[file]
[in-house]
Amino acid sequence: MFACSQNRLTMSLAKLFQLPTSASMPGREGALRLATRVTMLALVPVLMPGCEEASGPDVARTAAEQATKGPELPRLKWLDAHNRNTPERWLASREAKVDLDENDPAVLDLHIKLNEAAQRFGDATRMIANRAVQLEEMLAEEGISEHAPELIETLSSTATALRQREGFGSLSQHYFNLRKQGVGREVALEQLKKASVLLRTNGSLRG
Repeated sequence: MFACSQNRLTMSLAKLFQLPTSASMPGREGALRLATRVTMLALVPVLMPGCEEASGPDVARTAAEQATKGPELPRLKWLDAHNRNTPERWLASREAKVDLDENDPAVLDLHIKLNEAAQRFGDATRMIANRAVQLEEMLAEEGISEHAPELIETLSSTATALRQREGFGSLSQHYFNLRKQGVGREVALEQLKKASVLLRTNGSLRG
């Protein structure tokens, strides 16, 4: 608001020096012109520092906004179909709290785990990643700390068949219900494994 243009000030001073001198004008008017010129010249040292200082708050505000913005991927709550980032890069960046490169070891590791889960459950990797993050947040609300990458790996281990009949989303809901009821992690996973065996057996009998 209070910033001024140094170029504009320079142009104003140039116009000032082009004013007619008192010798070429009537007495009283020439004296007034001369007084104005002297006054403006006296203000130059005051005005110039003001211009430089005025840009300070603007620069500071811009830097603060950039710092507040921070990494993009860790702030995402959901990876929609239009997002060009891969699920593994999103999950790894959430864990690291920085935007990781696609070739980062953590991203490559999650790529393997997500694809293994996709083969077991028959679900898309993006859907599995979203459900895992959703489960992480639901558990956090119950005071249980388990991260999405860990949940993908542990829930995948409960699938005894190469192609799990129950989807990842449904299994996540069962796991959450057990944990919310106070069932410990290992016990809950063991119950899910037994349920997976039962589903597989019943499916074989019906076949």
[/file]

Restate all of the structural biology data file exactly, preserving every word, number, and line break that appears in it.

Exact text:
[in-house]
Amino acid sequence: MFACSQNRLTMSLAKLFQLPTSASMPGREGALRLATRVTMLALVPVLMPGCEEASGPDVARTAAEQATKGPELPRLKWLDAHNRNTPERWLASREAKVDLDENDPAVLDLHIKLNEAAQRFGDATRMIANRAVQLEEMLAEEGISEHAPELIETLSSTATALRQREGFGSLSQHYFNLRKQGVGREVALEQLKKASVLLRTNGSLRG
Repeated sequence: MFACSQNRLTMSLAKLFQLPTSASMPGREGALRLATRVTMLALVPVLMPGCEEASGPDVARTAAEQATKGPELPRLKWLDAHNRNTPERWLASREAKVDLDENDPAVLDLHIKLNEAAQRFGDATRMIANRAVQLEEMLAEEGISEHAPELIETLSSTATALRQREGFGSLSQHYFNLRKQGVGREVALEQLKKASVLLRTNGSLRG
């Protein structure tokens, strides 16, 4: 608001020096012109520092906004179909709290785990990643700390068949219900494994 243009000030001073001198004008008017010129010249040292200082708050505000913005991927709550980032890069960046490169070891590791889960459950990797993050947040609300990458790996281990009949989303809901009821992690996973065996057996009998 209070910033001024140094170029504009320079142009104003140039116009000032082009004013007619008192010798070429009537007495009283020439004296007034001369007084104005002297006054403006006296203000130059005051005005110039003001211009430089005025840009300070603007620069500071811009830097603060950039710092507040921070990494993009860790702030995402959901990876929609239009997002060009891969699920593994999103999950790894959430864990690291920085935007990781696609070739980062953590991203490559999650790529393997997500694809293994996709083969077991028959679900898309993006859907599995979203459900895992959703489960992480639901558990956090119950005071249980388990991260999405860990949940993908542990829930995948409960699938005894190469192609799990129950989807990842449904299994996540069962796991959450057990944990919310106070069932410990290992016990809950063991119950899910037994349920997976039962589903597989019943499916074989019906076949």